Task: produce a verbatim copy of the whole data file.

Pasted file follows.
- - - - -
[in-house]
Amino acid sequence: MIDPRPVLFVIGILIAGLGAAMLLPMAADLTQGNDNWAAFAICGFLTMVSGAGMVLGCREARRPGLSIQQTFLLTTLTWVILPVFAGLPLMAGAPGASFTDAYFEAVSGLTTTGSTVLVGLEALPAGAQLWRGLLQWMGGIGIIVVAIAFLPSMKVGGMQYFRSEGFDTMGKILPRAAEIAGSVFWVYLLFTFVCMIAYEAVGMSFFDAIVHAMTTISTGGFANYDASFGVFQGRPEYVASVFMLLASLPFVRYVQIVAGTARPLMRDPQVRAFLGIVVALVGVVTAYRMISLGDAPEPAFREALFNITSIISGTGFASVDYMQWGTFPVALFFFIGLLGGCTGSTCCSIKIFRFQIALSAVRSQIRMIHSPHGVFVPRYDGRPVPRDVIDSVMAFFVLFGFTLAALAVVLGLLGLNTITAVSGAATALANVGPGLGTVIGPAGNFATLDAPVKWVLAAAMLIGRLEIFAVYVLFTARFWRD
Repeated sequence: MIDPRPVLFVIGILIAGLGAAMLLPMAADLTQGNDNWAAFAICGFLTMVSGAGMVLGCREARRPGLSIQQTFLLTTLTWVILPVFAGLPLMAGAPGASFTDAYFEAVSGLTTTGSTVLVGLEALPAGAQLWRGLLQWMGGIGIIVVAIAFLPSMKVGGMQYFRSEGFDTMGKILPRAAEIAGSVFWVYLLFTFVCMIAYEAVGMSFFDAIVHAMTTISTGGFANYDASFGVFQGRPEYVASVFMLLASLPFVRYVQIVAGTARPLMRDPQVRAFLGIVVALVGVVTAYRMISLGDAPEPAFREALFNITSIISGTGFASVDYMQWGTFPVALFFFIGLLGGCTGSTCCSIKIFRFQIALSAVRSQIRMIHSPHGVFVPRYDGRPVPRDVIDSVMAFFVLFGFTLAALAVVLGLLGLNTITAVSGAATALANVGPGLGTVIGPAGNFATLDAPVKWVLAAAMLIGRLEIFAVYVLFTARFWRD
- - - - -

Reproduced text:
[in-house]
Amino acid sequence: MIDPRPVLFVIGILIAGLGAAMLLPMAADLTQGNDNWAAFAICGFLTMVSGAGMVLGCREARRPGLSIQQTFLLTTLTWVILPVFAGLPLMAGAPGASFTDAYFEAVSGLTTTGSTVLVGLEALPAGAQLWRGLLQWMGGIGIIVVAIAFLPSMKVGGMQYFRSEGFDTMGKILPRAAEIAGSVFWVYLLFTFVCMIAYEAVGMSFFDAIVHAMTTISTGGFANYDASFGVFQGRPEYVASVFMLLASLPFVRYVQIVAGTARPLMRDPQVRAFLGIVVALVGVVTAYRMISLGDAPEPAFREALFNITSIISGTGFASVDYMQWGTFPVALFFFIGLLGGCTGSTCCSIKIFRFQIALSAVRSQIRMIHSPHGVFVPRYDGRPVPRDVIDSVMAFFVLFGFTLAALAVVLGLLGLNTITAVSGAATALANVGPGLGTVIGPAGNFATLDAPVKWVLAAAMLIGRLEIFAVYVLFTARFWRD
Repeated sequence: MIDPRPVLFVIGILIAGLGAAMLLPMAADLTQGNDNWAAFAICGFLTMVSGAGMVLGCREARRPGLSIQQTFLLTTLTWVILPVFAGLPLMAGAPGASFTDAYFEAVSGLTTTGSTVLVGLEALPAGAQLWRGLLQWMGGIGIIVVAIAFLPSMKVGGMQYFRSEGFDTMGKILPRAAEIAGSVFWVYLLFTFVCMIAYEAVGMSFFDAIVHAMTTISTGGFANYDASFGVFQGRPEYVASVFMLLASLPFVRYVQIVAGTARPLMRDPQVRAFLGIVVALVGVVTAYRMISLGDAPEPAFREALFNITSIISGTGFASVDYMQWGTFPVALFFFIGLLGGCTGSTCCSIKIFRFQIALSAVRSQIRMIHSPHGVFVPRYDGRPVPRDVIDSVMAFFVLFGFTLAALAVVLGLLGLNTITAVSGAATALANVGPGLGTVIGPAGNFATLDAPVKWVLAAAMLIGRLEIFAVYVLFTARFWRD